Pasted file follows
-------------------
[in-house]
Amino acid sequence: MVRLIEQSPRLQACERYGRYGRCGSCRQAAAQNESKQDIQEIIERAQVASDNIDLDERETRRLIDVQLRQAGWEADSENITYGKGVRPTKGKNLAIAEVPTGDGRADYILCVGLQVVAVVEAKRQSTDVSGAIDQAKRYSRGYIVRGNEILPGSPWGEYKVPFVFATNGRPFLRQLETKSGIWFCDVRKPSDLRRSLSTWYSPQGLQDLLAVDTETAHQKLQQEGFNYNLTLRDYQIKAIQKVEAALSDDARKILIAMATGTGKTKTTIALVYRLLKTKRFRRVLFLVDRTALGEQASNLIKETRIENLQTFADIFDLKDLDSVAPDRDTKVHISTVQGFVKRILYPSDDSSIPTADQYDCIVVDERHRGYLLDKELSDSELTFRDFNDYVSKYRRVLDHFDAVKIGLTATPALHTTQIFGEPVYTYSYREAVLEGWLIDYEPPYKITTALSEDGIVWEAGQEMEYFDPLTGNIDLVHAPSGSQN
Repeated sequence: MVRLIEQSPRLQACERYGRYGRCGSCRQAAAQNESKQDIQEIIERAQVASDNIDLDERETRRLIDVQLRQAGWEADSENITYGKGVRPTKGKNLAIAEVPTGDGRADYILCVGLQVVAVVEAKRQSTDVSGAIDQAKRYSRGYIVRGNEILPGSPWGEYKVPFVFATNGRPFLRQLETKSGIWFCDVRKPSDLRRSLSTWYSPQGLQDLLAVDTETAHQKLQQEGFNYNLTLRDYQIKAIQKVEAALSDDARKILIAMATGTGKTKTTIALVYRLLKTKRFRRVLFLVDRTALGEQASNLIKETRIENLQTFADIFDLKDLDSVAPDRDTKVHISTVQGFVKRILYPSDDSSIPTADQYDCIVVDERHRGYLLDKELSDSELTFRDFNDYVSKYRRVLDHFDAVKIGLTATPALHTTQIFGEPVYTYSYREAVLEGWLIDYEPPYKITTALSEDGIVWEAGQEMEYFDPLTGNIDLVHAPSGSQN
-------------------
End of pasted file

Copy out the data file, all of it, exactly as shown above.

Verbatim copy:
[in-house]
Amino acid sequence: MVRLIEQSPRLQACERYGRYGRCGSCRQAAAQNESKQDIQEIIERAQVASDNIDLDERETRRLIDVQLRQAGWEADSENITYGKGVRPTKGKNLAIAEVPTGDGRADYILCVGLQVVAVVEAKRQSTDVSGAIDQAKRYSRGYIVRGNEILPGSPWGEYKVPFVFATNGRPFLRQLETKSGIWFCDVRKPSDLRRSLSTWYSPQGLQDLLAVDTETAHQKLQQEGFNYNLTLRDYQIKAIQKVEAALSDDARKILIAMATGTGKTKTTIALVYRLLKTKRFRRVLFLVDRTALGEQASNLIKETRIENLQTFADIFDLKDLDSVAPDRDTKVHISTVQGFVKRILYPSDDSSIPTADQYDCIVVDERHRGYLLDKELSDSELTFRDFNDYVSKYRRVLDHFDAVKIGLTATPALHTTQIFGEPVYTYSYREAVLEGWLIDYEPPYKITTALSEDGIVWEAGQEMEYFDPLTGNIDLVHAPSGSQN
Repeated sequence: MVRLIEQSPRLQACERYGRYGRCGSCRQAAAQNESKQDIQEIIERAQVASDNIDLDERETRRLIDVQLRQAGWEADSENITYGKGVRPTKGKNLAIAEVPTGDGRADYILCVGLQVVAVVEAKRQSTDVSGAIDQAKRYSRGYIVRGNEILPGSPWGEYKVPFVFATNGRPFLRQLETKSGIWFCDVRKPSDLRRSLSTWYSPQGLQDLLAVDTETAHQKLQQEGFNYNLTLRDYQIKAIQKVEAALSDDARKILIAMATGTGKTKTTIALVYRLLKTKRFRRVLFLVDRTALGEQASNLIKETRIENLQTFADIFDLKDLDSVAPDRDTKVHISTVQGFVKRILYPSDDSSIPTADQYDCIVVDERHRGYLLDKELSDSELTFRDFNDYVSKYRRVLDHFDAVKIGLTATPALHTTQIFGEPVYTYSYREAVLEGWLIDYEPPYKITTALSEDGIVWEAGQEMEYFDPLTGNIDLVHAPSGSQN